Israel’s new Eitan armored personnel carrier is in final field testing with the celebrated Nahal infantry brigade, with series production to begin in 2021. Once the Israelis have enough Eitans to replace the last of their decades-old M113s, they plan to offer the new APC for export — and already foreign armies have sent observers to the Eitan trials.
What’s all the excitement about? The Eitan is a 30-plus-ton, eight-wheel-drive armored vehicle with a turreted 30 mm cannon and provision for an Active Protection System to shoot down incoming anti-tank rockets. It has a three-man crew — driver, gunner, and commander — and passenger space for nine fully equipped infantry.
Those basic specs are similar to the latest, most extensively upgraded models of the US Army’s Stryker. But the Stryker evolved to that point from the Swiss MOWAG Piranha of 1972, while the Eitan is an all-new design applying the latest technology specifically to Israeli needs.
The Israeli Ministry of Defense evaluated the Stryker but rejected it because “it did not meet the operational requirements,” said Brig. Gen. Guy Paglin, the MOD’s director for armored vehicles.
While the vehicle was developed by the Israeli government for Israeli needs, 60 percent will be manufactured in the US, Paglin told Breaking Defense in an interview. In 2024, he said, when the US no longer allows Israel to convert Foreign Military Financing (FMF) grants to local currency, the US-made portion may rise to 70 percent — part of a wider move by Israeli armsmakers to use American subcontractors and subsidiaries.
Israeli Merkava 4 main battle tanks and Namer armored personnel carriers played a major role in Operation Protective Edge in Gaza in 2014. But while the Namer, built on the Merkava tank chassis, is heavier and better protected than almost any other troop carrier, the Israeli Defense Force has relatively few of them.
That meant many troops had to ride in the IDF’s aging M113s, a US design dating to 1962 that troops considered dangerously underarmored as far back as Vietnam, often riding on the top because a landmine would kill everyone inside.. To improve the protection of the M113s in Protective Edge, the Israelis covered the floor with sandbags. (The US replaced its M113s in frontline roles with M2 Bradleys back in the 1980s and is now reequipping support units with a turretless Bradley variant, the AMPV).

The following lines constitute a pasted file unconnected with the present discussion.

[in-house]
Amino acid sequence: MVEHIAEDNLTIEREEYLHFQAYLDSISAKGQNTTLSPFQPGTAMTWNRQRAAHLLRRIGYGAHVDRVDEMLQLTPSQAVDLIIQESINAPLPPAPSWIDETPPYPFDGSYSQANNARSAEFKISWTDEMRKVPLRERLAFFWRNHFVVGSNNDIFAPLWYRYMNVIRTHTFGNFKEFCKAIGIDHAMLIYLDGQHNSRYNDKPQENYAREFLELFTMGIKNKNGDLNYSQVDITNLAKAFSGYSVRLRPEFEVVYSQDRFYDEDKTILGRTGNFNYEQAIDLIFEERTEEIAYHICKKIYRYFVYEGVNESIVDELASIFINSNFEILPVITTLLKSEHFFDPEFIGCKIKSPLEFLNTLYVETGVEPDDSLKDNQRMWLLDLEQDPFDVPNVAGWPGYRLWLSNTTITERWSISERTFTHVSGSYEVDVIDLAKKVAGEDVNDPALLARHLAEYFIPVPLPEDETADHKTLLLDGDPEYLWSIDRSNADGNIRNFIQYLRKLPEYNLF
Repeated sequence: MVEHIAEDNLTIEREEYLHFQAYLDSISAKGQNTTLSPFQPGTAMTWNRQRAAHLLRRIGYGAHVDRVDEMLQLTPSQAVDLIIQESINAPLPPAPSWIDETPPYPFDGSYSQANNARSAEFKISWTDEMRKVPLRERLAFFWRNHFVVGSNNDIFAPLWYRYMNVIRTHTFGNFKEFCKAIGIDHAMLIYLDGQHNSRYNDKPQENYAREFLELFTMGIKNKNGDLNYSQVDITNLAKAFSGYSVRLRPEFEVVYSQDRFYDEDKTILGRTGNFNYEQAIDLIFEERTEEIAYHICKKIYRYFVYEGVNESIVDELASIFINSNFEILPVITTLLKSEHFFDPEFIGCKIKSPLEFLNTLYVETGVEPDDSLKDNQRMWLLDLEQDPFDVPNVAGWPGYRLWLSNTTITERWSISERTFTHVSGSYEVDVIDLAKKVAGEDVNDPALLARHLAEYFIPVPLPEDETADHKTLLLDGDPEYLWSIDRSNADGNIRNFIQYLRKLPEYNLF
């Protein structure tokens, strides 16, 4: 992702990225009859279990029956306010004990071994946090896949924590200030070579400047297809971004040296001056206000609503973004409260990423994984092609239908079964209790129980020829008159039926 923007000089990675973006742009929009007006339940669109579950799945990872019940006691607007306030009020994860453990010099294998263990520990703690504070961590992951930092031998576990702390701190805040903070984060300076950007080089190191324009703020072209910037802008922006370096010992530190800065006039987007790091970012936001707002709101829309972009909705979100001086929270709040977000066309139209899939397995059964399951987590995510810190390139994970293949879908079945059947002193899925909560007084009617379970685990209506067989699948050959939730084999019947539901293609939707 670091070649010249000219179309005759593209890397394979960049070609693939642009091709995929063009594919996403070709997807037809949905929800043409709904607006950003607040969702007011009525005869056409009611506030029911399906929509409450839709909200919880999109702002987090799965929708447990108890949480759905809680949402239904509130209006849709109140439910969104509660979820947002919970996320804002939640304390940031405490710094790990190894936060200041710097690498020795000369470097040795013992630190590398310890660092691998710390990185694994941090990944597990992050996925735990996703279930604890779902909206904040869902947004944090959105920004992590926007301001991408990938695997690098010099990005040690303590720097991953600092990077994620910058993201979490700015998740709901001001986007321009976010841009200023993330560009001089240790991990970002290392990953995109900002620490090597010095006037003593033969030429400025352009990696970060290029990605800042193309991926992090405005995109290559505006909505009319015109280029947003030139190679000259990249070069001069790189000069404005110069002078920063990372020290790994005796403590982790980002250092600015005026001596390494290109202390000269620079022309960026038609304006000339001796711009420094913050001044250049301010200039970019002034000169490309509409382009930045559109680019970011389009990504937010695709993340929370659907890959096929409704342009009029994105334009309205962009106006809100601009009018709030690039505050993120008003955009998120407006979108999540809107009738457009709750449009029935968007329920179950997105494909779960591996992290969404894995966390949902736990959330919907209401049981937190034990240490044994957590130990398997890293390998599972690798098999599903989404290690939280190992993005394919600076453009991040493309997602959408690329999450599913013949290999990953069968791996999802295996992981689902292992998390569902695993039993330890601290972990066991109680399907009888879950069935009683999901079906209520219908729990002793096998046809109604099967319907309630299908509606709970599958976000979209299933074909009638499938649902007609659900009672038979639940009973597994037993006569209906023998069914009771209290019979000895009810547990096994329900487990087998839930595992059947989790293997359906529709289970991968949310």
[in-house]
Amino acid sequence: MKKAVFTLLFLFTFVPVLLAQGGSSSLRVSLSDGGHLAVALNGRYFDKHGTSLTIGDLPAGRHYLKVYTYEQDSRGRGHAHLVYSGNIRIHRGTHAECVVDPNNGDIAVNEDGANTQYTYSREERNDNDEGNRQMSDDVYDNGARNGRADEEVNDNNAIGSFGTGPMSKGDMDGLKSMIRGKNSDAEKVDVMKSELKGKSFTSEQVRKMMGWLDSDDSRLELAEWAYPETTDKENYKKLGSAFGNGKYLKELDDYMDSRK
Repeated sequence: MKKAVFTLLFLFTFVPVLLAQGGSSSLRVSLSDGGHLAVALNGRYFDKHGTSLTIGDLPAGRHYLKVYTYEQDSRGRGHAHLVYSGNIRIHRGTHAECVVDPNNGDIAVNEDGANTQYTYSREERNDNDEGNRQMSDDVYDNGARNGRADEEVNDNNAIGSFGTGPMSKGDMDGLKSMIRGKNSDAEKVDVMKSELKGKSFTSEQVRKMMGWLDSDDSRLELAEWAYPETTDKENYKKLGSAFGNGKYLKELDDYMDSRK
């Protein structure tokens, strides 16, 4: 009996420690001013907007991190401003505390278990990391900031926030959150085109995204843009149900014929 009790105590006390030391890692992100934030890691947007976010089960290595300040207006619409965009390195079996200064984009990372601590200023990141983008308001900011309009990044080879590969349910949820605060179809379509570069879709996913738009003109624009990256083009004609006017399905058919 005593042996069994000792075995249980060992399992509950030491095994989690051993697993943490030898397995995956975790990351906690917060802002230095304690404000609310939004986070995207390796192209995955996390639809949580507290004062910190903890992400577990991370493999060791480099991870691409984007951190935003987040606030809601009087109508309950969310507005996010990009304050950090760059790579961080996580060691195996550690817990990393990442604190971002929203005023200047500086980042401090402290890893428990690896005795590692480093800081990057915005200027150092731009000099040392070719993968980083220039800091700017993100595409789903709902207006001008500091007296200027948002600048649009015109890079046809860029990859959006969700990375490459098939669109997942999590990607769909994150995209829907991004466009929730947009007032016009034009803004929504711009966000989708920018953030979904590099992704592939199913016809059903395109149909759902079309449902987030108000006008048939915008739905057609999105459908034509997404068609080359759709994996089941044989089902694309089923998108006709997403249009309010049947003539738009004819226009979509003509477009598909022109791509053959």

Besides being better armed and armored than the old M113, the Eitan is also wheeled rather than tracked. While the US Army is historically skeptical of wheeled armored vehicles — the Stryker is the only one it’s bought in decades — because of their lower performance over very rough terrain, many other militaries worldwide prefer them because of their lower cost, easier maintenance, and superior performance on long road marches. As Strykers showed both in Iraq — where they often acted as a mobile reserve — and Eastern Europe, the main operational advantage of wheeled armored vehicles over tracked ones is their ability to move long distances by road, without having to embark on railways or heavy transport trucks. (Eitan can also be airlifted, Paglin said, though it wasn’t specifically designed for air-mobile operations).
“The Eitan can travel at speeds of 55 miles per hour, and that gives it a major advantage when forces have to be transferred from one battle area to the other,” Brig. Gen. Paglin said.
To reach these speeds, the Eitan is powered by a 750 horsepower heavy fuel engine, with both German and US models being tested in the prototypes. Four of the eight wheels are steerable, enabling the vehicle to take tight turns and maneuver in narrow spaces both in cities and off road. The Israelis are evaluating whether to make the four back wheels steerable as well.
26 feet long and 10 feet wide, the Eitan weighs 33 tons (33 metric), including both the ballistic armor and the active protection system. The Israelis are currently testing two Israeli-made alternatives for the APS: Rafael’s Trophy, used in combat by the Merkava 4 tank and now being installed on the US M1 Abrams, and IMI’s Iron Fist.
The prototypes used for testing carry a single remotely operated weapon station, but production models will integrate an unmanned overhead turret armed with an ATK 30mm automatic cannon and a 12.7mm heavy machine gun. The 30 mm gun can elevate as high as 70 degrees, Paglin said, “which gives it a lot of advantages when the Eitan is used in urban warfare (where troops often fire from roofs and upper stories). This elevation allows the gunner to deal with high-placed targets like enemy soldiers using all types of anti-tank weapons, which are very popular among terror organizations.”
The Eitan will also have built-in smoke dischargers and a 60mm mortar for indirect fire, including high explosive rounds, illumination, and smoke. Paglin said the IDF is also looking at equipping the Eitan with anti-tank missiles like the 2.5-mile-range version of Rafael’s Spike.
The basic turreted Eitan platform is likely to be used for moving infantry in the battle combat, command, and scout missions. A turretless variant will serve in support roles such as a self-propelled mortar, combat engineering, armored recovery, and casualty evacuation.
Brig. Gen Paglin expects new turreted variants with different turret loadouts will enter service as well, once the Eitan is fielded in numbers. “It always happens after a combat platform is introduced into service,” he said. “New operational demands are met with new systems.”